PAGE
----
Special Initiatives: Research

WIEGO 20th Anniversary Research Conference 

In its first two decades, WIEGO has been at the forefront of developing new concepts and methods for understanding and measuring the informal economy. To mark WIEGO’s 20th Anniversary, and to identify new paths for research and thinking on the informal economy, the WIEGO Network held a research conference at Harvard University in the USA in November 2018. Learn more about the Conference. | Read the presentations.

World Development Report 2013 on Jobs

For the World Development Report (WDR) 2013, which focused on “jobs”, WIEGO produced five cases studies and a synthesis report on representative voice and economic rights of informal workers. WIEGO’s International Coordinator, Marty Chen, was asked to conduct a peer review of the draft WDR 2013 and to take part in a panel discussion about the report.

Informal Economy Monitoring Study (IEMS)

In 2012, WIEGO led a 10-city study that examined how informal livelihoods are changing, how informal workers respond, and what institutions help or hinder their lives. Learn more about IEMS.

Agenda-Setting Research Conference

In March 2011, experts from around the world came together in Cape Town, South Africa to develop an agenda of research on the informal economy/informal employment that would build on, broaden and deepen existing research. The aim was to identify research questions that would expand research on informal employment to new topic areas and more regions of the world, both developing and developed. 

Speaker at Agenda-Setting Research Conference on the Informal EconomyOver the past decade, there has been a resurgence of interest in the informal economy as it continues to grow and to appear in new guises around the world. More institutions and individuals have begun to do research on the informal economy. Many of them begin by asking questions regarding the definition, composition, and causal explanation of the informal economy.

The WIEGO Network felt the time was ripe for collective thinking by a select group of established scholars from different disciplines, and with different perspectives on informality, to identify key questions, gaps, and puzzles regarding the informal economy for future research to address. WIEGO organized a two-day agenda-setting research conference in Cape Town, South Africa on March 24-25, 2011.

participants WIEGO conference
Sixty researchers from 17 countries took part in the conference, which focused on informality from different disciplines, countries, themes, and groups of workers. Panelists and participants reflected on recent trends and specified key unanswered questions and promising areas for future research. The aim was to identify a critical new agenda for the next generation of research on the informal economy.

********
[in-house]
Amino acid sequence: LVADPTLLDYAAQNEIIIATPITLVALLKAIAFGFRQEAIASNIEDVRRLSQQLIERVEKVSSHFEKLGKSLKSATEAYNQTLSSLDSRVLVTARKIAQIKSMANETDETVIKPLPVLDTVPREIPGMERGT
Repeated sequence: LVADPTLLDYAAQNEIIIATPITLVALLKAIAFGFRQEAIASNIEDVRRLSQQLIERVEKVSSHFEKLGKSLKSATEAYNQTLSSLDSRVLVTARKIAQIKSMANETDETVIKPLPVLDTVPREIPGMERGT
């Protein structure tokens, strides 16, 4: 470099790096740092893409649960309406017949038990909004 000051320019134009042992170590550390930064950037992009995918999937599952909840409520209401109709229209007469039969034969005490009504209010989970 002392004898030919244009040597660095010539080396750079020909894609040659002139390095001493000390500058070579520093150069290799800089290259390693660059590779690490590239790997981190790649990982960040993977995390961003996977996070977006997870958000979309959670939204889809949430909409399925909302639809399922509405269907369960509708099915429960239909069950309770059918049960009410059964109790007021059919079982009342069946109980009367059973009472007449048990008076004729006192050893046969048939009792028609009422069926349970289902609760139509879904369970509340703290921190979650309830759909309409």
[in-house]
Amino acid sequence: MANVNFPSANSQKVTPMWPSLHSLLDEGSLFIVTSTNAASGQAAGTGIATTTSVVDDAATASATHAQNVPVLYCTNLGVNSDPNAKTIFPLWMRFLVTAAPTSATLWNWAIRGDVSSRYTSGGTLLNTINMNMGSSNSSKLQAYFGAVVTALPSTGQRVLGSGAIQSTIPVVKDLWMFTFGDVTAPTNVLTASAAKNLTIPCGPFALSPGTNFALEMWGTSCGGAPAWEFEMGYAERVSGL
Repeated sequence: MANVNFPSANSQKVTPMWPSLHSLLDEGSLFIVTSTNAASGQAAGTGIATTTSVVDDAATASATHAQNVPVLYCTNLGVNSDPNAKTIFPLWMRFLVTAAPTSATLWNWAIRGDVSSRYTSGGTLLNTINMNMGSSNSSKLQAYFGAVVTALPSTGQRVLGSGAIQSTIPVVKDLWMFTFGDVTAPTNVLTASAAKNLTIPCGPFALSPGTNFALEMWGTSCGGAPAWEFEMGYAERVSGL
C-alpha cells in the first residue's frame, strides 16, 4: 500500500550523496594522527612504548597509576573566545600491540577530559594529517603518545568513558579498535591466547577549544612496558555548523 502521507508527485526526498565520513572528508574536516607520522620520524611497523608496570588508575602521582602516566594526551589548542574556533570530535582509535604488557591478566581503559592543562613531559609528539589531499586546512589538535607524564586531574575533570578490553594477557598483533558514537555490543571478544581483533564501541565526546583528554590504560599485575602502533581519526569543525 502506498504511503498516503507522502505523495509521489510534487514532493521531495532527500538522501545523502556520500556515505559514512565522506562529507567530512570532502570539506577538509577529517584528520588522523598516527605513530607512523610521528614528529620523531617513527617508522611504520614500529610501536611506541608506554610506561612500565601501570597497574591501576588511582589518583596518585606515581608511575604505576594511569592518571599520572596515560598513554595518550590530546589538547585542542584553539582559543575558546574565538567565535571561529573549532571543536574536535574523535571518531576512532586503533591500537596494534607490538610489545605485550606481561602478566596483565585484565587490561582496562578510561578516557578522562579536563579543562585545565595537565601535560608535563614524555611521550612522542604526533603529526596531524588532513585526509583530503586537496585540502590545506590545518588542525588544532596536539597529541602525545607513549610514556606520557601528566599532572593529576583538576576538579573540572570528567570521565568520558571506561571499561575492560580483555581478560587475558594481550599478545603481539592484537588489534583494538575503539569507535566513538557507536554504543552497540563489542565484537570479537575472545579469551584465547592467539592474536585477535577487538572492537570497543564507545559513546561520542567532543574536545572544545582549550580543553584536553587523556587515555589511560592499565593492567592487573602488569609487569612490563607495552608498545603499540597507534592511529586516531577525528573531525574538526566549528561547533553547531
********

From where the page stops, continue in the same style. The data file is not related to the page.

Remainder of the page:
To anchor this conference, WIEGO decided to focus on three countries: India, Mexico, and South Africa. WIEGO has worked closely in these countries with the producers of official statistics to improve labour force and other economic statistics; with data analysts and other researchers to analyze the official data; and with member-based organizations of informal workers to use the data and research findings in their advocacy efforts.

Also, in these countries WIEGO researchers, mainstream economists from (mainly) Cornell University, and organizers from the Self-Employed Women’s Association (SEWA) have held Exposure Dialogues, during which participants spent two days and nights with a working poor person and her family, working alongside them. Afterward, the participants discussed the fit (or lack thereof) between selected economic theories or policies and the reality of work observed during the exposure. Members of the Exposure Dialogue group were invited to the agenda-setting conference. The plan was that the research agenda coming out of the research conference would not be limited to India, Mexico and South Africa, but would be informed by and grounded in the in-depth knowledge of informality in these three countries.

Read the Conference Report, which contains a summary of the presentations and links.

Going Forward

The conference was a great success from all accounts, in part because the design called for reflections rather than presentations, and in part because participants were willing to reflect individually beforehand and collectively at the conference on a common set of questions and issues. The calibre of the participants and the quality of debate were  high, leading to an important set of questions and themes for future research.

The conference generated interest in further collaboration and in specific follow-up research projects. As well, ideas for future statistical analyses and related data collection emerged. The conference helped crystallize a research agenda around informality not only for WIEGO but for the broader group.